Janis Joplin checked into the Landmark Motor Hotel in Hollywood on August 24th 1970, near Sunset Sound Recorders, where she began rehearsing and recording her album. During the sessions, Janis continued a relationship with Seth Morgan, a 21-year-old UC Berkeley student, cocaine dealer, and future novelist who had visited her new home in Larkspur in July and August. She and Morgan were engaged to be married in early September.
Peggy Caserta claimed in her book, 'Going Down With Janis' that she and Janis had decided mutually in April 1970 to stay away from each other to avoid enabling each other's drug use. image of Janis Joplin
On September 26th 1970, Janis Joplin recorded vocals for "Half Moon" and "Cry Baby". Then Full Tilt Boogie recorded the instrumental track for "Buried Alive in the Blues". The session ended with Janis Joplin, organist Ken Pearson, and drummer Clark Pierson making a special one-minute recording as a birthday gift to John Lennon. Janis Joplin was among several singers who had been contacted by Yoko Ono with a request for a taped greeting for Lennon's 30th birthday, on October 9. Janis Joplin, Pearson, and Pierson chose the Dale Evans composition "Happy Trails" as part of the greeting. Lennon told Dick Cavett on-camera the following year that Janis Joplin's recorded birthday wishes arrived at his home after her death.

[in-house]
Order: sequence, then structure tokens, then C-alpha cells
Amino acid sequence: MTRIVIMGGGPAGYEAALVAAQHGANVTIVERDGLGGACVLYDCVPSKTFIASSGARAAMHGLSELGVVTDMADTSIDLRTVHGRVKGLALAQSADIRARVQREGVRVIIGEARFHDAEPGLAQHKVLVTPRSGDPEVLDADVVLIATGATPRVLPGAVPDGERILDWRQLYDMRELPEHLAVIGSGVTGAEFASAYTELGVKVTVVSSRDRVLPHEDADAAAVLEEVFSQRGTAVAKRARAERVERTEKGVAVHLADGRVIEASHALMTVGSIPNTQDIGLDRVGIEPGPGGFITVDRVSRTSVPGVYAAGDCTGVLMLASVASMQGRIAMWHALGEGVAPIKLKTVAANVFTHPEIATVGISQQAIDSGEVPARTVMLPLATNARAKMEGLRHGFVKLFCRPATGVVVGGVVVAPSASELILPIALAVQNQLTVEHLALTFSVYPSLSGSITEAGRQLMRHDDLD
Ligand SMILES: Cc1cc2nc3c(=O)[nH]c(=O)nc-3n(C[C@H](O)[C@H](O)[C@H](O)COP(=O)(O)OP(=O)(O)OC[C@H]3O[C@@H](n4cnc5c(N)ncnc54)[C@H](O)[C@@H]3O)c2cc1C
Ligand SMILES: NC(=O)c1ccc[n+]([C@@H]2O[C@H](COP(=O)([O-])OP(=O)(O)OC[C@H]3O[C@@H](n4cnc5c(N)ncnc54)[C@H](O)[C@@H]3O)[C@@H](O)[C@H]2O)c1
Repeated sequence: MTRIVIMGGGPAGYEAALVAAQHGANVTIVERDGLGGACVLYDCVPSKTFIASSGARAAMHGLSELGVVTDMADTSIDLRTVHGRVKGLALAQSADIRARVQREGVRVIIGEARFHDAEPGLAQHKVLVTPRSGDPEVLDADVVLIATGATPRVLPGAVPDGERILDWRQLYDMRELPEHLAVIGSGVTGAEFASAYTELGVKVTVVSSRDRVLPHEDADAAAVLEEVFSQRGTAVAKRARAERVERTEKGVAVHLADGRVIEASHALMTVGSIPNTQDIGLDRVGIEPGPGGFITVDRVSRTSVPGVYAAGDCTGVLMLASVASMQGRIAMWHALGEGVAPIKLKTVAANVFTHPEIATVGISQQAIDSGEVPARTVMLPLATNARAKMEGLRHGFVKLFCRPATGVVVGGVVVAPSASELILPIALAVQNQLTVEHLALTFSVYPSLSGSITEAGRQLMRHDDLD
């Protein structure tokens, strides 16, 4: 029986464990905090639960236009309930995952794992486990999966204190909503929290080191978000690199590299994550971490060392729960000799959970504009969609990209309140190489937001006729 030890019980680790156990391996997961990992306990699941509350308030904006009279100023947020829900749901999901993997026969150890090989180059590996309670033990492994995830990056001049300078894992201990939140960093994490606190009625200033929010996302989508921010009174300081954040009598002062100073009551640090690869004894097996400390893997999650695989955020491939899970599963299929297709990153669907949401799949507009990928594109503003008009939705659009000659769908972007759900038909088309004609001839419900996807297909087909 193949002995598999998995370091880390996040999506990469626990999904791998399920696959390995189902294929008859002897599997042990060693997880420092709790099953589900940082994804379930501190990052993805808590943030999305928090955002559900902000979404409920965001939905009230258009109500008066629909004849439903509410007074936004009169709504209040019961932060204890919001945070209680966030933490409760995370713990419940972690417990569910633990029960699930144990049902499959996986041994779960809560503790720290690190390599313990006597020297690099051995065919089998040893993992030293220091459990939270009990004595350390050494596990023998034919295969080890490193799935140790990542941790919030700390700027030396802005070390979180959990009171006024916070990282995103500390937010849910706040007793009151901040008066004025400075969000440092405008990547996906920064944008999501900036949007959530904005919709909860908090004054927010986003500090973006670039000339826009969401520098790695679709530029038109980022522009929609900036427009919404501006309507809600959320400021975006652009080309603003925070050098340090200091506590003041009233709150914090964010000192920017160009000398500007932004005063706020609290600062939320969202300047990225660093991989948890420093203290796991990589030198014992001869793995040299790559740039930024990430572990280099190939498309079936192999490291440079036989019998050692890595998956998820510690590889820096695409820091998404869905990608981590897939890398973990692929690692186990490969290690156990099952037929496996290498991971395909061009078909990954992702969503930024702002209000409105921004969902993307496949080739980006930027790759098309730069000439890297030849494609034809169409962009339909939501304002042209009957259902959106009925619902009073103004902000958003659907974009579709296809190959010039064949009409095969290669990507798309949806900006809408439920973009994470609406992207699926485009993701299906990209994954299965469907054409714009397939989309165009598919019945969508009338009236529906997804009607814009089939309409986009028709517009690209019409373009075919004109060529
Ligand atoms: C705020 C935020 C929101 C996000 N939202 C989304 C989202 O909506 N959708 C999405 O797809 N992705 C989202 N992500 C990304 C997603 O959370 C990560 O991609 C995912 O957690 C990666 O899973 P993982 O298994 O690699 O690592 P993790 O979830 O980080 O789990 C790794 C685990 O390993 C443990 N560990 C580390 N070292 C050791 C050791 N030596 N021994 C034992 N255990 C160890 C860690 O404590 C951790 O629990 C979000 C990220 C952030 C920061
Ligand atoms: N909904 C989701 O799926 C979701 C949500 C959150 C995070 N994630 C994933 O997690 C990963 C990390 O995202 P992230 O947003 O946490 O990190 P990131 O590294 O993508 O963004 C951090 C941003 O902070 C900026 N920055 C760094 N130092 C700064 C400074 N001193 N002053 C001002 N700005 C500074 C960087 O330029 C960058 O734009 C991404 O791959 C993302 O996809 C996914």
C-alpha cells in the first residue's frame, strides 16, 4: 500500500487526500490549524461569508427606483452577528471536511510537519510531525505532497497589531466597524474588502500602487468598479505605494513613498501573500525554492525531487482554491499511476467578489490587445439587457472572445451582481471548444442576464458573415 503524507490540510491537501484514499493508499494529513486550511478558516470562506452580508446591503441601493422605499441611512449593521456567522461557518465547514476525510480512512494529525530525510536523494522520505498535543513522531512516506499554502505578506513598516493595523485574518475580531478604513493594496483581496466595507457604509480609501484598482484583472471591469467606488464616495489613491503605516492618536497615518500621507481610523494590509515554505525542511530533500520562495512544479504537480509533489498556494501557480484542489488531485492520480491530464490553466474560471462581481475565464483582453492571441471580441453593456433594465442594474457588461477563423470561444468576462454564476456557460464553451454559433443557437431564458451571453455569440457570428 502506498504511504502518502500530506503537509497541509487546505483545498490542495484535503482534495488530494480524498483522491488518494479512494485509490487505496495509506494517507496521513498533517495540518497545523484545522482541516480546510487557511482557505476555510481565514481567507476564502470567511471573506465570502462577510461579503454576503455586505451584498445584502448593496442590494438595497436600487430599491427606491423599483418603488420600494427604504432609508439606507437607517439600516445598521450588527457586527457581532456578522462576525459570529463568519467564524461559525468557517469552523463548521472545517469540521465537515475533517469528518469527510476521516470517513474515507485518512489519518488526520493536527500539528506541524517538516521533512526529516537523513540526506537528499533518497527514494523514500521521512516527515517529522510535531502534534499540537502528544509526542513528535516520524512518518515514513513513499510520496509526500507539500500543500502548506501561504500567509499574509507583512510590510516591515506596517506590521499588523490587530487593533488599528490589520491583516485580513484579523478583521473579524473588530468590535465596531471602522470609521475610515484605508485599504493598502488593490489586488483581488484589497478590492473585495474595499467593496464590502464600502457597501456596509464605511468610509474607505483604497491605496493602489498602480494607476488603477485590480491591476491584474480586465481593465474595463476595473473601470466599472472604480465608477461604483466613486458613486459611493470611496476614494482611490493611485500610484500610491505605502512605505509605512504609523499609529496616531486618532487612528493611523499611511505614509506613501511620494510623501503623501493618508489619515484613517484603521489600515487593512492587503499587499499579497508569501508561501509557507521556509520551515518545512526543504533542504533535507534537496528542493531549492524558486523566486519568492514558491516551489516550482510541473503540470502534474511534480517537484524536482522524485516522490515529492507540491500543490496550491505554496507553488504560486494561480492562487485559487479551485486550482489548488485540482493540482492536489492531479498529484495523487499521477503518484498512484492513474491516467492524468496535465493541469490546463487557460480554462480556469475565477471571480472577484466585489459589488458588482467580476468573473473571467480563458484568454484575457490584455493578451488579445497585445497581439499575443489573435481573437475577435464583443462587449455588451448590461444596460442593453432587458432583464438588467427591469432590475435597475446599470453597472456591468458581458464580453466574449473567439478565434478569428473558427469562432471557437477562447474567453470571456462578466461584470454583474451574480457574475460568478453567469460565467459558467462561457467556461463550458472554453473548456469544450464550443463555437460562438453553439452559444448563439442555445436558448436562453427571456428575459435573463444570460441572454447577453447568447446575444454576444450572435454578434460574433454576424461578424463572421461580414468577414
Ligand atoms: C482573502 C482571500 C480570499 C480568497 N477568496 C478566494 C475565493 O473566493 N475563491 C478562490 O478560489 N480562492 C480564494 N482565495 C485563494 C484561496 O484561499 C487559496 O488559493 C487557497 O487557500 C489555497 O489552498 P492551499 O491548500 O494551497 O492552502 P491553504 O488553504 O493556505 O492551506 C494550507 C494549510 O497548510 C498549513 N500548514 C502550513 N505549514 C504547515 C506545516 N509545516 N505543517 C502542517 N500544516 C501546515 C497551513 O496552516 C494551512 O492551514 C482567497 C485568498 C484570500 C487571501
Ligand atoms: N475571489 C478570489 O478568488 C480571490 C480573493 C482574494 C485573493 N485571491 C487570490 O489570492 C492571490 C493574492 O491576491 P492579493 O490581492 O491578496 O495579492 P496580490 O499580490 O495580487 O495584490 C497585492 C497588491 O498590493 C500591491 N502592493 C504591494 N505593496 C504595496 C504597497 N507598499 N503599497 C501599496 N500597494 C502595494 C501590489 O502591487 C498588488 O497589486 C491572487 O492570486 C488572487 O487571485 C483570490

Janis Joplin's death stunned her fans and shocked the music world, especially when coupled with the death just 16 days earlier of another rock icon, Jimi Hendrix, also at age 27.

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song: 'Get It While You Can' by Janis Joplin.